Of all the things I miss about my old job, wandering the night markets of South East Asia and eating my bodyweight in street food ranks pretty high. Could it possibly be true that the Thai government has banned street food in Bangkok? It seems as unimaginable as a New York City without yellow cabs. Among my favorite street foods are the ubiquitous chicken satay and their constant companion, peanut sauce. A perfect warm weather appetizer, you don’t have to travel to the other side of the world to get it. It was my first attempt at making satay and I couldn’t believe how easy it was and how in one bite, I was transported to the sounds and smells of those bustling street markets. The chicken in this recipe is incredibly tender from the coconut milk and packed with rich flavor from Spice Tree Organics’ new Malaysian Curry blend and The Saucey Sauce Company’s fish sauce.
Malaysian Chicken Satay
2 lbs boneless skinless chicken thighs (you could also use breast but thigh grills up nicer)
1/2 cup of coconut milk
1/4 cup of fish sauce
1 tablespoon Malaysian Curry blend
1 tablespoon light brown sugar (if you want to be authentic get your hands on palm sugar)
Sliced scallions, lime, red onion and cucumber for serving
Peanut sauce for dipping
1. Clean the chicken thighs from excess fat and cut into strips of desirable length (4″ x 1.5″).
2. In a large bowl mix the coconut milk, fish sauce, curry blend and sugar. Mix well. Add the chicken strips and make sure well coated in marinade. Let sit for at least one hour, ideally overnight for best flavor.
3. Soak wooden skewers in water for 20 minutes pre cooking to make sure they don’t burn in oven/on grill. Remove skewers from water.
4. Preheat oven to broil or heat grill. Remove chicken from marinade and skewer each strip lengthwise. Broil/Grill for 2 to 3 minutes on each side until golden brown and cooked through.
5. Serve hot alongside peanut sauce and enjoy!
Master tea blender and founder of Tay Tea, Nini Ordoubadi, makes this thirst quenching “mocktail” with one of my favorite of her many exquisite blended teas, Kaapstad. Named after the Africaans name for Capetown, it is made with vanilla rooibos, ginger, almond and marigold petals.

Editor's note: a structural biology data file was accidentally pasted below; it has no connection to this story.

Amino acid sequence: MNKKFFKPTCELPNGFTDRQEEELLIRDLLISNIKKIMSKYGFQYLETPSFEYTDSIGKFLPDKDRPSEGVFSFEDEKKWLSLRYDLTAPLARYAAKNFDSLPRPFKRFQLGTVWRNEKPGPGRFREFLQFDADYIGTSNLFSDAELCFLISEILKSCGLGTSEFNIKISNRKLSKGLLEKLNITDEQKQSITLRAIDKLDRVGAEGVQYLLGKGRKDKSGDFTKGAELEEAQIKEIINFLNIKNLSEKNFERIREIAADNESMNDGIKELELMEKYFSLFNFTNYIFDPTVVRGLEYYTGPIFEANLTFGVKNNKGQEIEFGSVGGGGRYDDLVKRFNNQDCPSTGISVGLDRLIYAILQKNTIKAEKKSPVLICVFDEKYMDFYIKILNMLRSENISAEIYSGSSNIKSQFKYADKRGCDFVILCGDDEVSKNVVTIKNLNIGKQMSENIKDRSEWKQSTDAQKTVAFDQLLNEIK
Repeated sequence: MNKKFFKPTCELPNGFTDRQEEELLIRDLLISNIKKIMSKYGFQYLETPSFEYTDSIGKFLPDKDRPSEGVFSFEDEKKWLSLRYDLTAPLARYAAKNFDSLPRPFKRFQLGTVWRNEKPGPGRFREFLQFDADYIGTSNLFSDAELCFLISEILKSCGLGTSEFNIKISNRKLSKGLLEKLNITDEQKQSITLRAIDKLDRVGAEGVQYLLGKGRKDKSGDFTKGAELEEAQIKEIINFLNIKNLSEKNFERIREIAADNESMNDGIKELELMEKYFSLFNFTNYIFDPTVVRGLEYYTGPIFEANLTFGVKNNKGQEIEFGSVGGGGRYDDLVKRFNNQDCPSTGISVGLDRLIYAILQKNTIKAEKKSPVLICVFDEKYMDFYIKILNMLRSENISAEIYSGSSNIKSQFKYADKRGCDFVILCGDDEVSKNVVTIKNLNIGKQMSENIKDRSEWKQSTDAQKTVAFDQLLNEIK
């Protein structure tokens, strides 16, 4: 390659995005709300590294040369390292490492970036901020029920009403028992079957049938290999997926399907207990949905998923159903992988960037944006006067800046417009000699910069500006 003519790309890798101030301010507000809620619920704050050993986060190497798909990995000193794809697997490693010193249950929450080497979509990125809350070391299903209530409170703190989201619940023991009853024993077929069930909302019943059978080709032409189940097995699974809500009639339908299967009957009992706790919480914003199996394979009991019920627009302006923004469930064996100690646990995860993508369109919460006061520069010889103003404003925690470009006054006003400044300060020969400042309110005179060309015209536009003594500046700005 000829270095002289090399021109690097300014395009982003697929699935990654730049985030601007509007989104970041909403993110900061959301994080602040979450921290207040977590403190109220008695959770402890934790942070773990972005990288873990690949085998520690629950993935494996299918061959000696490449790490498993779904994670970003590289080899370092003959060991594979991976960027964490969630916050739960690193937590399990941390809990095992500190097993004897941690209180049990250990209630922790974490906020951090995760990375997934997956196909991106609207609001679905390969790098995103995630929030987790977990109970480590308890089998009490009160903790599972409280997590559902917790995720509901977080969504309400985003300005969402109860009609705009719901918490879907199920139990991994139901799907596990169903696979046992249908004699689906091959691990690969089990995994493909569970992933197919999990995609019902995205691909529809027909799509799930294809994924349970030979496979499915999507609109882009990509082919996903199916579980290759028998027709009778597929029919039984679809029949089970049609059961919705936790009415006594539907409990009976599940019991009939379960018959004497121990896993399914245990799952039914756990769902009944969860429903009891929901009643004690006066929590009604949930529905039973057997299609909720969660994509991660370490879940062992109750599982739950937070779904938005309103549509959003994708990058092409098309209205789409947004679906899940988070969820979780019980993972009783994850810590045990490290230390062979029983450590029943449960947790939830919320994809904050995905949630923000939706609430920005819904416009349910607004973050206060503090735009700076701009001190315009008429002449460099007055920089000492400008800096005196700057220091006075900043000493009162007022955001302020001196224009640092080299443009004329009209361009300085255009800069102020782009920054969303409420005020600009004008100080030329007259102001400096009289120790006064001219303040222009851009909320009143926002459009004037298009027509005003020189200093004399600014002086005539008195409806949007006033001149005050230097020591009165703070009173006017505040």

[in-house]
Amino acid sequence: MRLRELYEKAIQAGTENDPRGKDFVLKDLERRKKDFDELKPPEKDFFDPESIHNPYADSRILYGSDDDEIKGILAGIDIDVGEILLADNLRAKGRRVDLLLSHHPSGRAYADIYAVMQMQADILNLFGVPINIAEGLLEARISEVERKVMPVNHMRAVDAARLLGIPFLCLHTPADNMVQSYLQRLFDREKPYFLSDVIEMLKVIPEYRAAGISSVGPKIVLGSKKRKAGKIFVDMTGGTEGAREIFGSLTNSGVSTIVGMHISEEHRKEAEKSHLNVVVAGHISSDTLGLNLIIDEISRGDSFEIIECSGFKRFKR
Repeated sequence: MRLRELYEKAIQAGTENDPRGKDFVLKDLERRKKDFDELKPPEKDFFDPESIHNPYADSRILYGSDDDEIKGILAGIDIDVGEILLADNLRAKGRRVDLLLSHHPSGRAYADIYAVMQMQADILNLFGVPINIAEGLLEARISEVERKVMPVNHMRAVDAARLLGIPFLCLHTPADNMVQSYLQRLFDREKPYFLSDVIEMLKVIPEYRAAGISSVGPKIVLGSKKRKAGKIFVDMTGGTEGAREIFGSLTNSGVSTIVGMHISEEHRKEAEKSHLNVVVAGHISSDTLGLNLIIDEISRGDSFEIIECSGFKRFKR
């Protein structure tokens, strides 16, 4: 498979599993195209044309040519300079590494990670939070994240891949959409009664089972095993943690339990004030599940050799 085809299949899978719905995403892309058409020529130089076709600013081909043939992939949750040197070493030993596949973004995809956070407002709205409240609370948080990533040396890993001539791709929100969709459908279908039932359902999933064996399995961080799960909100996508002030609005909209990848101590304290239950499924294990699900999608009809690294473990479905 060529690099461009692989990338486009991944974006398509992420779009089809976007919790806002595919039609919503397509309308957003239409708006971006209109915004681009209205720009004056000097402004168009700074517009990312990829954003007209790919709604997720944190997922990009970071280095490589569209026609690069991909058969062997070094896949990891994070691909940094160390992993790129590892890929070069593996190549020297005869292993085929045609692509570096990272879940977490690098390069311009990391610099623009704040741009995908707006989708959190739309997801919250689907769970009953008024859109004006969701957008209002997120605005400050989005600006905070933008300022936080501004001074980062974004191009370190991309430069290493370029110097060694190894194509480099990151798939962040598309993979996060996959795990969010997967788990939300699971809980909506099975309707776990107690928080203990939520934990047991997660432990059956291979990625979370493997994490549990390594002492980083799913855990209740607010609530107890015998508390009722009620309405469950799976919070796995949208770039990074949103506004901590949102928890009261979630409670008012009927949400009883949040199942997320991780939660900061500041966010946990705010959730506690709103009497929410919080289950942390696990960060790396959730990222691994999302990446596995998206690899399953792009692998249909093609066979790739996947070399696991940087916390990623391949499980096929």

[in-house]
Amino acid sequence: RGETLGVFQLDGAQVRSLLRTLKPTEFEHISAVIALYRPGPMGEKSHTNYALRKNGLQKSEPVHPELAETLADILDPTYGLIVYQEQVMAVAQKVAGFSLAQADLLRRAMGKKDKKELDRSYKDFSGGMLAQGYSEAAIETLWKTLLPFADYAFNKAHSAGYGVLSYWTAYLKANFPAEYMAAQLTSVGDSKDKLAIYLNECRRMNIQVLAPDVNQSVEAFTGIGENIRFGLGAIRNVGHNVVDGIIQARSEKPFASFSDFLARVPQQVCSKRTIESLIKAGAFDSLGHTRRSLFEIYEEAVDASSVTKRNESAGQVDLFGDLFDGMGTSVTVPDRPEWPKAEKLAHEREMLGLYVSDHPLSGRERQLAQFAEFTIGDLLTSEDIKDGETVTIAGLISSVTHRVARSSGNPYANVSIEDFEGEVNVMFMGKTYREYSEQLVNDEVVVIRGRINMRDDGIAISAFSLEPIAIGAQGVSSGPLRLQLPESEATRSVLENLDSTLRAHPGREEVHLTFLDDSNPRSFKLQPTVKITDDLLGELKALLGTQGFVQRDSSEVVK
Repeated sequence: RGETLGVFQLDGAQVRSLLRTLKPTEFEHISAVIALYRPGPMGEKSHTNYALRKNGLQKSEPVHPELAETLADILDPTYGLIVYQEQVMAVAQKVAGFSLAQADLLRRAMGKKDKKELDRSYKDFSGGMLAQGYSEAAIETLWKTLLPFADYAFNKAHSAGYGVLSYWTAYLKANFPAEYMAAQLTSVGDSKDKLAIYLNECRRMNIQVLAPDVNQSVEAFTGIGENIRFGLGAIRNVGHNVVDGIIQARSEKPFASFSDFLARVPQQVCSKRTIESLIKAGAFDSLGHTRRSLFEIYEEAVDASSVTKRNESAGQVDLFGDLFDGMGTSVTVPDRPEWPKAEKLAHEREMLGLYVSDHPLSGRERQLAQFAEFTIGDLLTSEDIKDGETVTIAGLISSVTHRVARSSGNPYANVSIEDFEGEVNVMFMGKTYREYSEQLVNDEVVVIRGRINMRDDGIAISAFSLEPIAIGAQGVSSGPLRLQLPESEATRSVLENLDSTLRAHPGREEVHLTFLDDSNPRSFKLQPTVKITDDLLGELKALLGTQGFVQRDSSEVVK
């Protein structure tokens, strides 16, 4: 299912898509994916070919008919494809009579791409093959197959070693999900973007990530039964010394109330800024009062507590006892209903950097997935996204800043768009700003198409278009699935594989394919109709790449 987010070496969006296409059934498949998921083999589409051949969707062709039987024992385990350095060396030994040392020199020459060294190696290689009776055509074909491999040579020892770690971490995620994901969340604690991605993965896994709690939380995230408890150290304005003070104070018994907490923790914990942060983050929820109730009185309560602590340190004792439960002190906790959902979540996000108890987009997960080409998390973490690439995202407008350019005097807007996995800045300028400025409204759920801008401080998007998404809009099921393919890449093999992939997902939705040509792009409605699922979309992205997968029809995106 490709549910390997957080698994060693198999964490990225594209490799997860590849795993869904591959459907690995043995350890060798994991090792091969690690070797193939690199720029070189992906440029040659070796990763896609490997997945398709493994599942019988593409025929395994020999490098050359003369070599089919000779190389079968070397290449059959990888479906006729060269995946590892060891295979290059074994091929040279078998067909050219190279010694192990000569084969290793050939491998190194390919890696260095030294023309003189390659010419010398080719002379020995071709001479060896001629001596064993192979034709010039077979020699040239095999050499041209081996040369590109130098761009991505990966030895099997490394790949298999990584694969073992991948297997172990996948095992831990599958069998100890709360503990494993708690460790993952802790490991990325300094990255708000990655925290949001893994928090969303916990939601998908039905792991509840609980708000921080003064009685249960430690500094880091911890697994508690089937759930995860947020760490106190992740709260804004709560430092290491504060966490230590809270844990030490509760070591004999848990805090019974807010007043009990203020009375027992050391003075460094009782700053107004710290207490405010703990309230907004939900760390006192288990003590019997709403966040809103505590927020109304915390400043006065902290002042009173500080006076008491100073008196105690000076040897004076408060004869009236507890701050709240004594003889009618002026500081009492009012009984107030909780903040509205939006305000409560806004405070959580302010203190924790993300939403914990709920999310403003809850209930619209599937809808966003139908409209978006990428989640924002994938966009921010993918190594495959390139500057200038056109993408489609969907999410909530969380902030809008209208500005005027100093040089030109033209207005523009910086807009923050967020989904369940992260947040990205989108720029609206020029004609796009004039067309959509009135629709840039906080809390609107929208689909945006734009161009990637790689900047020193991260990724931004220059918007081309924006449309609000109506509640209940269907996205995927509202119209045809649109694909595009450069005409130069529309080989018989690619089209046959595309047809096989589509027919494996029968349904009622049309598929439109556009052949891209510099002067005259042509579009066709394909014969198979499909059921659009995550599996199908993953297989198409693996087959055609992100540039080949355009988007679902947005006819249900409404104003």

As the warm weather finally appears, the peach and mint make this an extra refreshing non-alcoholic drink. No-one’s stopping you from adding a splash of gin though, to give it an extra kick.
Peach Rooibos Fizz
Published in Recipes from Many Kitchens
1/2 peach cut into thick slices
4 fresh spearmint leaves
1 lemon wedge
2 ounces (60ml) chilled rooibos tea
1/2 ounce (15ml) simple syrup (add fresh ginger while making this and you will get the ginger taste )
1 ounce (30ml) seltzer
1 sprig fresh spearmint for garnish
1 thin peach slice for garnish
1. Muddle all ingredients in a cocktail shaker.
2. Shake and strain into an ice-filled glass.
3. Garnish with a peach slice and a sprig of mint.
Hansen has surprised and delighted us yet again with a new marinade, Korean Gochujang. In searching for the perfect recipe to highlight his new smoky and sweet sauce, we knew that a delicious Korean beef dish would be the way to go. This meal is incredibly easy, comes together in minutes and needs very few ingredients. It is the perfect weekday lunch or dinner that will satisfy your yen for succulent and savory Korean beef.
Korean Beef and Onion Stir Fry
2 tablespoons vegetable/canola oil
1 medium onion, thinly sliced
12 oz. hanger steak, thinly sliced
6 tablespoons Korean Gochujang
Sliced scallions and sesame seeds for garnish
White rice for serving
1. In a large frying pan, heat your oil until sizzling.
2. Add your onions and cook for 3 minutes, stirring regularly.
3. Add the hanger steak and cook for 2 minutes until partially cooked through.
4. Add Gochujang and stir for 2 minutes until all ingredients are evenly coated and the beef is cooked through.
5. Garnish with scallion and sesame seeds and serve over white rice.